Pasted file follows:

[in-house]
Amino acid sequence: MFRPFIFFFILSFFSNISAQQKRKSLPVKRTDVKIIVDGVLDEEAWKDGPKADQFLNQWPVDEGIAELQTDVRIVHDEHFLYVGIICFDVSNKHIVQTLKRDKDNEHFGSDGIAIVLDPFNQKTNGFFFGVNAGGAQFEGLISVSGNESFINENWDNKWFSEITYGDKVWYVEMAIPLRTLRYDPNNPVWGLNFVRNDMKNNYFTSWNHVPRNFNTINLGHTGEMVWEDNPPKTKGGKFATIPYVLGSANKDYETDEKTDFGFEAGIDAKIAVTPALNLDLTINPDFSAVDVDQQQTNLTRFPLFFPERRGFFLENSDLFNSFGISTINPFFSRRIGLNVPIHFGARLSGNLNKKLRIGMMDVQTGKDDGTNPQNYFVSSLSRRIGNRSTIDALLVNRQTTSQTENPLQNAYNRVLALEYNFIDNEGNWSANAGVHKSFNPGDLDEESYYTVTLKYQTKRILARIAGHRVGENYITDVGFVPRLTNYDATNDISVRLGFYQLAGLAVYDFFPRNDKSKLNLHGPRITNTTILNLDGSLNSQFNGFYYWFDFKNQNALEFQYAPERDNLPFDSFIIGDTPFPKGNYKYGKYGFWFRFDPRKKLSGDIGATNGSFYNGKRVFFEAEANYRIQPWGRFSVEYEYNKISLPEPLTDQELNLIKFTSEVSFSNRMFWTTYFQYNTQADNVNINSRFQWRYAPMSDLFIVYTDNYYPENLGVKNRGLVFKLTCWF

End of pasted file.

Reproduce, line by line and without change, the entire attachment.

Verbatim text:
[in-house]
Amino acid sequence: MFRPFIFFFILSFFSNISAQQKRKSLPVKRTDVKIIVDGVLDEEAWKDGPKADQFLNQWPVDEGIAELQTDVRIVHDEHFLYVGIICFDVSNKHIVQTLKRDKDNEHFGSDGIAIVLDPFNQKTNGFFFGVNAGGAQFEGLISVSGNESFINENWDNKWFSEITYGDKVWYVEMAIPLRTLRYDPNNPVWGLNFVRNDMKNNYFTSWNHVPRNFNTINLGHTGEMVWEDNPPKTKGGKFATIPYVLGSANKDYETDEKTDFGFEAGIDAKIAVTPALNLDLTINPDFSAVDVDQQQTNLTRFPLFFPERRGFFLENSDLFNSFGISTINPFFSRRIGLNVPIHFGARLSGNLNKKLRIGMMDVQTGKDDGTNPQNYFVSSLSRRIGNRSTIDALLVNRQTTSQTENPLQNAYNRVLALEYNFIDNEGNWSANAGVHKSFNPGDLDEESYYTVTLKYQTKRILARIAGHRVGENYITDVGFVPRLTNYDATNDISVRLGFYQLAGLAVYDFFPRNDKSKLNLHGPRITNTTILNLDGSLNSQFNGFYYWFDFKNQNALEFQYAPERDNLPFDSFIIGDTPFPKGNYKYGKYGFWFRFDPRKKLSGDIGATNGSFYNGKRVFFEAEANYRIQPWGRFSVEYEYNKISLPEPLTDQELNLIKFTSEVSFSNRMFWTTYFQYNTQADNVNINSRFQWRYAPMSDLFIVYTDNYYPENLGVKNRGLVFKLTCWF